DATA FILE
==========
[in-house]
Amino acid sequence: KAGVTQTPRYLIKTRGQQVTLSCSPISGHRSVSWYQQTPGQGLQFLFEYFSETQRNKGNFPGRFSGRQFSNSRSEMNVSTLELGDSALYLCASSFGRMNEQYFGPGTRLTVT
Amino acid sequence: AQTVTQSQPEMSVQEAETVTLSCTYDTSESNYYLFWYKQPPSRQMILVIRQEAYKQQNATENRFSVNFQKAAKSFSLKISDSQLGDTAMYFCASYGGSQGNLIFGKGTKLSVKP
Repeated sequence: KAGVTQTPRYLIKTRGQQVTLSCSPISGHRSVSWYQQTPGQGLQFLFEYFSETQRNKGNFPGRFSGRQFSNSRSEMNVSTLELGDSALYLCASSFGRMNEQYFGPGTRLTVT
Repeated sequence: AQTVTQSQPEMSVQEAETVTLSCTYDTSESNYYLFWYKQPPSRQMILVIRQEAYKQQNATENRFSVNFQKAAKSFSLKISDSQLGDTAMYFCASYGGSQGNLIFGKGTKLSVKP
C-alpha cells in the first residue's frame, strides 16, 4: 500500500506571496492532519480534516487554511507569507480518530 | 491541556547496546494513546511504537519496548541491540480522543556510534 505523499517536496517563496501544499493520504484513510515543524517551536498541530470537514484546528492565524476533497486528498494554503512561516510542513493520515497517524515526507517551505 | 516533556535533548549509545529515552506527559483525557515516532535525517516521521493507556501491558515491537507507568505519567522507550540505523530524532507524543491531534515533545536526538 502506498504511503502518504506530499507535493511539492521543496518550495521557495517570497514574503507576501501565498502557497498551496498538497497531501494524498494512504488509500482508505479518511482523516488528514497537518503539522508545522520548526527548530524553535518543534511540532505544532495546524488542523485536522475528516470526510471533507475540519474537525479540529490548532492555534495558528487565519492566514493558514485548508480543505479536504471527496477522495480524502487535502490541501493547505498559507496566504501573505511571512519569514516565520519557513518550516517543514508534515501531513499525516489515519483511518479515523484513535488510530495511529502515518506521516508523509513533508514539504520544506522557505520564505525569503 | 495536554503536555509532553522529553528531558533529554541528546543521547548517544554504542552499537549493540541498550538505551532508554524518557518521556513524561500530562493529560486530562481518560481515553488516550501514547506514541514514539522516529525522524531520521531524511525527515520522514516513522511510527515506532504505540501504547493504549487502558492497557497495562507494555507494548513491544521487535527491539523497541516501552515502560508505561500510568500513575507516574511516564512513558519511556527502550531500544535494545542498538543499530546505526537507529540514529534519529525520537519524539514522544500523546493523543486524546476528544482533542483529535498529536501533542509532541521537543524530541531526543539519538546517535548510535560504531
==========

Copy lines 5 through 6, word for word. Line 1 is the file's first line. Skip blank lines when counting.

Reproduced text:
Repeated sequence: AQTVTQSQPEMSVQEAETVTLSCTYDTSESNYYLFWYKQPPSRQMILVIRQEAYKQQNATENRFSVNFQKAAKSFSLKISDSQLGDTAMYFCASYGGSQGNLIFGKGTKLSVKP
C-alpha cells in the first residue's frame, strides 16, 4: 500500500506571496492532519480534516487554511507569507480518530 | 491541556547496546494513546511504537519496548541491540480522543556510534 505523499517536496517563496501544499493520504484513510515543524517551536498541530470537514484546528492565524476533497486528498494554503512561516510542513493520515497517524515526507517551505 | 516533556535533548549509545529515552506527559483525557515516532535525517516521521493507556501491558515491537507507568505519567522507550540505523530524532507524543491531534515533545536526538 502506498504511503502518504506530499507535493511539492521543496518550495521557495517570497514574503507576501501565498502557497498551496498538497497531501494524498494512504488509500482508505479518511482523516488528514497537518503539522508545522520548526527548530524553535518543534511540532505544532495546524488542523485536522475528516470526510471533507475540519474537525479540529490548532492555534495558528487565519492566514493558514485548508480543505479536504471527496477522495480524502487535502490541501493547505498559507496566504501573505511571512519569514516565520519557513518550516517543514508534515501531513499525516489515519483511518479515523484513535488510530495511529502515518506521516508523509513533508514539504520544506522557505520564505525569503 | 495536554503536555509532553522529553528531558533529554541528546543521547548517544554504542552499537549493540541498550538505551532508554524518557518521556513524561500530562493529560486530562481518560481515553488516550501514547506514541514514539522516529525522524531520521531524511525527515520522514516513522511510527515506532504505540501504547493504549487502558492497557497495562507494555507494548513491544521487535527491539523497541516501552515502560508505561500510568500513575507516574511516564512513558519511556527502550531500544535494545542498538543499530546505526537507529540514529534519529525520537519524539514522544500523546493523543486524546476528544482533542483529535498529536501533542509532541521537543524530541531526543539519538546517535548510535560504531